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This is easier to read
http://burningissues.org/pdfs/WSComparisontable%209%2001%20.pdf

this is the homepage:

http://burningissues.org/car-www/index.html
this site goes into depth on woodsmoke as a line item, but obviously doesnt adress upstream cost of burining gas (which it claims is 16,000x as clean. Id wager that this is some sort of black math, as it doesnt count the carbon footprint of mining, shipping and industrial infrastructure to get the gas from the ground to the home.

Nor is it likely to consider the ecological benefits of carbon sequestration as provided for by woodlot maintenance.

here it is anyhow.
http://www.burningissues.org/home-heating.htm

to the question:

tel jetson wrote:
how many of those would be reduced by relatively high temperatures inside a stove and relatively complete combustion?  I would guess that the trace elements won't be affected, but what about some of the more complicated or nasty compounds?



I would expect all VOC's and complex organic matter (fungus, bacteria, etc. maybe some sproulate could make it out, and be viabl;e. the stuff can go through outer space, man...) but the most of it will combust in the burn chamber- they are Volatile and that is what volatile gasses to, organizms  are carbon based a and carbon will oxidize at that temp, and gladly give up its H to do it.  These things vaporize or combust and when mixed with oxygen- they oxidize. most of these and the heavy particulate- including traces of strontium- will settle on the horizontal exhausts floor in the clean out.

well, lets take a worst case scnario look at strontium. Strontium levels in woodash gathered from burn samples across new england show levels about 100x EPA toxic disposal minimum.

http://ratical.org/radiation/inetSeries/woodash.txt
(anyone wanna snopes that doggy for me?

so there can be nasty stuff in woodash. that strontium aint going out the flue.

and it doesnt matter what kind of stove you used, its still there.

bot the VOC's,id wager anything that combusts at 900f is broken into simple molecules - and its either float (gas) or sink(solids). if its not burning at that temp, its precipitating into ash. only the stuff that can drain or float at just a hair over STP will make it out. C02, vH20, maybe some random H and O2. it'd have to be lighter than air to make it oput is all im saying. lighter than air.

everything else fractionally precipitates. thats the joy of a 40-80 foot long fractional gradient with a small negative pressure generator pushing the combustion to the exhaust port. Laminar flow of these gasses, co-efficient with with thermal mass BTU uptake andits  max cap, fills the mass volume like rilling water fills a swale. minimal turbulence and decreasing temps along the exhaust tunnel leads to relatively complete precipitation of particulates.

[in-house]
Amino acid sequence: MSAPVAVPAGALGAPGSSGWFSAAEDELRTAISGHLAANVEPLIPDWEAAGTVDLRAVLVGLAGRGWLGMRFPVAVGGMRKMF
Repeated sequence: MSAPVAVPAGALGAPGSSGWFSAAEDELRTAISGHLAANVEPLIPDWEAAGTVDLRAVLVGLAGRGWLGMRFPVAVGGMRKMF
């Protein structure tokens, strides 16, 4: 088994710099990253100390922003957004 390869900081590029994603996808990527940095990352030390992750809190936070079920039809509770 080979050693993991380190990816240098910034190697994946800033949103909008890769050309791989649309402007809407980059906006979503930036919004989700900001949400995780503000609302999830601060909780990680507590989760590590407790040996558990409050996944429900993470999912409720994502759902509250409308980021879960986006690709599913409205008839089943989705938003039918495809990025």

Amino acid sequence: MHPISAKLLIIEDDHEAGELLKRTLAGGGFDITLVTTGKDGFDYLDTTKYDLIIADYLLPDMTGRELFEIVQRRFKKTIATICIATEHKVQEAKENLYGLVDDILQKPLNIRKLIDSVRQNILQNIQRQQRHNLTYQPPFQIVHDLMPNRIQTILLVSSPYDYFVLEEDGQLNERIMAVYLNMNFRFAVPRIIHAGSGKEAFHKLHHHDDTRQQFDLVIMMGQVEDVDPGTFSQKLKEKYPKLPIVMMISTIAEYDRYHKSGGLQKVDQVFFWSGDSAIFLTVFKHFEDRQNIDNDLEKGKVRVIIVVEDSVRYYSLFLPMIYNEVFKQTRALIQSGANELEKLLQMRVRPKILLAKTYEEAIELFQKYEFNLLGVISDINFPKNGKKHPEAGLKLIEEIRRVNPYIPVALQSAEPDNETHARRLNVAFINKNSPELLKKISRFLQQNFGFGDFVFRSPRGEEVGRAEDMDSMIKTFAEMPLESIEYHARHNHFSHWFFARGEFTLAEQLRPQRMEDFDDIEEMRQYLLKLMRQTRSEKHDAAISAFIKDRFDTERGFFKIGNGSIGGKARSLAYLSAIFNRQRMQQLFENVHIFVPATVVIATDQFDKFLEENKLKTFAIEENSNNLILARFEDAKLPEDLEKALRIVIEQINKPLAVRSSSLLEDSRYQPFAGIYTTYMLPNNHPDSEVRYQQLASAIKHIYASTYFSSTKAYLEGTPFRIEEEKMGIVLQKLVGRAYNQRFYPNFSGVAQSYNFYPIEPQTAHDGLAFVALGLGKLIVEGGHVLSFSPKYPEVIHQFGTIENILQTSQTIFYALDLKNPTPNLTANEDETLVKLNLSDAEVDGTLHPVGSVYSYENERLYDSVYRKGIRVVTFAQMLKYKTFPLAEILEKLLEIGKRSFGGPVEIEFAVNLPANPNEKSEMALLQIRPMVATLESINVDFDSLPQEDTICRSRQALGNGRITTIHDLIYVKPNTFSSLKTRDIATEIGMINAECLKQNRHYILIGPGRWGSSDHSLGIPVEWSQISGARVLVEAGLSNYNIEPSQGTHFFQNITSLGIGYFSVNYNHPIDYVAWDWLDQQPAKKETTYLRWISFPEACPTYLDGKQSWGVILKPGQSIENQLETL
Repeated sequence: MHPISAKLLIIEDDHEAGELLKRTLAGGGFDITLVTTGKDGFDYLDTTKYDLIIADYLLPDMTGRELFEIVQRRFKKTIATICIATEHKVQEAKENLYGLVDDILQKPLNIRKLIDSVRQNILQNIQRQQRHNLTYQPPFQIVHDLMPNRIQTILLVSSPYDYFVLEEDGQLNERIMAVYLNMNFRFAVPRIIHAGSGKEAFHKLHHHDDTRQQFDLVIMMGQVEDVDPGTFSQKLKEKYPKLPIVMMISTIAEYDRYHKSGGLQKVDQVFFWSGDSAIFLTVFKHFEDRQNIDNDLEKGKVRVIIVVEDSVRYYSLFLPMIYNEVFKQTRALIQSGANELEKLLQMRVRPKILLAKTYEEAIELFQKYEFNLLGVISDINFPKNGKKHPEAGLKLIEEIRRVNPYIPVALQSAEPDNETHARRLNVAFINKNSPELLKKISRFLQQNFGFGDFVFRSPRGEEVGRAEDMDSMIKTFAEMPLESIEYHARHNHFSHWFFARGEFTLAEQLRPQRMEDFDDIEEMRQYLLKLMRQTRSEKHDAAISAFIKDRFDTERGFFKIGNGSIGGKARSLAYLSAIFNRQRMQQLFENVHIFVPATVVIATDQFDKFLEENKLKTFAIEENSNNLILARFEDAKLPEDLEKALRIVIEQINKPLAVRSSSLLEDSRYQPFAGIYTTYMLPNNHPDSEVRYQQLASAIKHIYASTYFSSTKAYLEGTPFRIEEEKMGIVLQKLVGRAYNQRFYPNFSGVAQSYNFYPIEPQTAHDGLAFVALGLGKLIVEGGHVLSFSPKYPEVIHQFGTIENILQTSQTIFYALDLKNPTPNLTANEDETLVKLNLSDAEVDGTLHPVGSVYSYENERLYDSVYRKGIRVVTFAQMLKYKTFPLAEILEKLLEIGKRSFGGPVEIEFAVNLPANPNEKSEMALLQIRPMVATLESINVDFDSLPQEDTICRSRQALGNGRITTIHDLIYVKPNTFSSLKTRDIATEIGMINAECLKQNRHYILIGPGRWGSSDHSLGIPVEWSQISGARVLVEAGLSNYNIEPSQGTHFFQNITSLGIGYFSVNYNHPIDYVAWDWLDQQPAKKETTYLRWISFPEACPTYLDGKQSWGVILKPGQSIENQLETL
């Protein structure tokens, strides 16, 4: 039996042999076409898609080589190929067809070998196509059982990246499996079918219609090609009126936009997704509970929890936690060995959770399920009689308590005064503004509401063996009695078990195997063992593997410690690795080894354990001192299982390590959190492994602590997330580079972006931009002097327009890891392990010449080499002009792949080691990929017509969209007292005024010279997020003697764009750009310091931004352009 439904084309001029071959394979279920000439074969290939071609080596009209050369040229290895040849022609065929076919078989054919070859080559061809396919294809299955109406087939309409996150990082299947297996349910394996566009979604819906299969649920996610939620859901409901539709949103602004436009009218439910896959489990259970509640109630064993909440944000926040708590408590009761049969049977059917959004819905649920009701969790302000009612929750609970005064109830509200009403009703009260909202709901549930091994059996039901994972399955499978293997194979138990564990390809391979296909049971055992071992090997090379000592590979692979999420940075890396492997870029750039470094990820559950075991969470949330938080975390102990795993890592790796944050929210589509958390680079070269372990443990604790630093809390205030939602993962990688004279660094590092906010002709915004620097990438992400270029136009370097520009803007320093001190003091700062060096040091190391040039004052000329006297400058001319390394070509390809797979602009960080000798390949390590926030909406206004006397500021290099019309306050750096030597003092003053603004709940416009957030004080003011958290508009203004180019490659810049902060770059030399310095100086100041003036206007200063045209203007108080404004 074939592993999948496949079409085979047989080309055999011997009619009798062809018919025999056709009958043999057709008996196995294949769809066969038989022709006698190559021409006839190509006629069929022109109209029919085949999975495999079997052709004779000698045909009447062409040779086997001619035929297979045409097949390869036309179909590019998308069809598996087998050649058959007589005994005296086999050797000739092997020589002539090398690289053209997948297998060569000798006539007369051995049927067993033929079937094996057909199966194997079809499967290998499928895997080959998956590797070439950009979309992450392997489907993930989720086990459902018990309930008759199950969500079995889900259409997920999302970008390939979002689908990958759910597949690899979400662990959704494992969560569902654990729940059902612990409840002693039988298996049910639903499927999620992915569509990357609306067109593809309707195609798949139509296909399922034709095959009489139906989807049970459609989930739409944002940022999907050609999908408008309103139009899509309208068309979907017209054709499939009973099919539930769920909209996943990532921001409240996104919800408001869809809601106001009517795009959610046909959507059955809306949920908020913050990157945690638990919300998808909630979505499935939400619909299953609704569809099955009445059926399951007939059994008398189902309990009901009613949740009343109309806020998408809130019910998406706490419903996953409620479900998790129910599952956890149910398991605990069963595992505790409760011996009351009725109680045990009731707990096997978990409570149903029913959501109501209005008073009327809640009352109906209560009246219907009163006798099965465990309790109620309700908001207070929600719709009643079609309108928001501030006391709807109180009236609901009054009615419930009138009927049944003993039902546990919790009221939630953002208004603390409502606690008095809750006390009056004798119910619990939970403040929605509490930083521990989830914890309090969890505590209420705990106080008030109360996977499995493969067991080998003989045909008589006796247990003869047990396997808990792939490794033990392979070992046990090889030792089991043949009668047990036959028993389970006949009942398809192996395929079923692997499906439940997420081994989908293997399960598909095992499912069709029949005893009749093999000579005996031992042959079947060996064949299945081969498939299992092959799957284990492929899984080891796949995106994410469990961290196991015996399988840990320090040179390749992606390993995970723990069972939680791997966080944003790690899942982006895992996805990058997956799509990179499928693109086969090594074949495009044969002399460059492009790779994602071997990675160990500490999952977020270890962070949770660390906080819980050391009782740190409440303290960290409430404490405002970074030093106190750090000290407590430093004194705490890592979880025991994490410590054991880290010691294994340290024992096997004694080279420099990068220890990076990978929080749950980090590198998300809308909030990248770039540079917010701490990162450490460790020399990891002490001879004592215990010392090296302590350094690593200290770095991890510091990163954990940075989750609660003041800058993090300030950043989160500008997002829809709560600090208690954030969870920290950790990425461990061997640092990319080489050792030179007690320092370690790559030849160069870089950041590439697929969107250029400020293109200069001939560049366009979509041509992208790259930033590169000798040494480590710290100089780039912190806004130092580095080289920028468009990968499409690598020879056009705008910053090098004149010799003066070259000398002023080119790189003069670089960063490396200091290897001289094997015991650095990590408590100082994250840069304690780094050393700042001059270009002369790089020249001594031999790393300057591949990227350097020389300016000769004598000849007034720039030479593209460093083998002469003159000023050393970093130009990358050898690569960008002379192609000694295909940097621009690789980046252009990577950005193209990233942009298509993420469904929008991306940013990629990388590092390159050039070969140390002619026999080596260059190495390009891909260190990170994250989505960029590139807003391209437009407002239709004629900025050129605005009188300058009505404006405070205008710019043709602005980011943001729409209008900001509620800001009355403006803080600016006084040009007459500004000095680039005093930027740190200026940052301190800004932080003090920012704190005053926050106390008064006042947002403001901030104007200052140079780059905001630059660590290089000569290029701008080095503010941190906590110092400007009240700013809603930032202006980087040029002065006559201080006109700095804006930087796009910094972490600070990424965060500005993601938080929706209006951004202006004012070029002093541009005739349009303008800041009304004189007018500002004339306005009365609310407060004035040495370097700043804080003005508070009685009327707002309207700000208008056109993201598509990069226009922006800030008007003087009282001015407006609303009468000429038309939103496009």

yes, theres shitloads of nasty in the woodsmoke. and most of it is catalytically converted, and falls as precipitate in ash, and composes less than .5% of the volume and weight of the original wood. and its full of nasty. 100x the concentraion of strontium as the EPA allows without toxic disposal requirements.

and that happens in much less efficient conventional and pellet stoves as well.



 
                            
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tel jetson wrote:
how many of those would be reduced by relatively high temperatures inside a stove and relatively complete combustion?  I would guess that the trace elements won't be affected, but what about some of the more complicated or nasty compounds?



As I indicated to you via pm, the few milligrams of lead ain't going away, pretty much none of the metals will and wile folks might be prone to think they remain in the ash, they do not and even a product as dense as lead indeed become airborne and airborne lead is an EPA listed hazardous pollutant that exist in the smoke from wood burning. I have no interest in arguing this or providing the math and explanations of fluid dynamics to try and prove this to the non-believer and I would not do so in the manner prescribed by this web space which would just be disruptive and unpleasant for those involved.
 
                            
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Deston Lee wrote:

and it doesnt matter what kind of stove you used, its still there.



Very very true, and unless I am mistaken, at much higher levels than in the typical RMH design as it has some very significant differences that will indeed reduce them or better said contain more of them.
 
                    
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regarding lead

lead has been studied as a combustive product for ages- in fact it was studies from the 60's and 70;s on lead concentration along roads that led reduced and unleaded gasolines.

the location of the hard science is not known to me anymore, but memors says that the lead concentrations were highest with 12 feet of any 2 lane given road way with 500-100 vehicles daily. an normal suburb collector.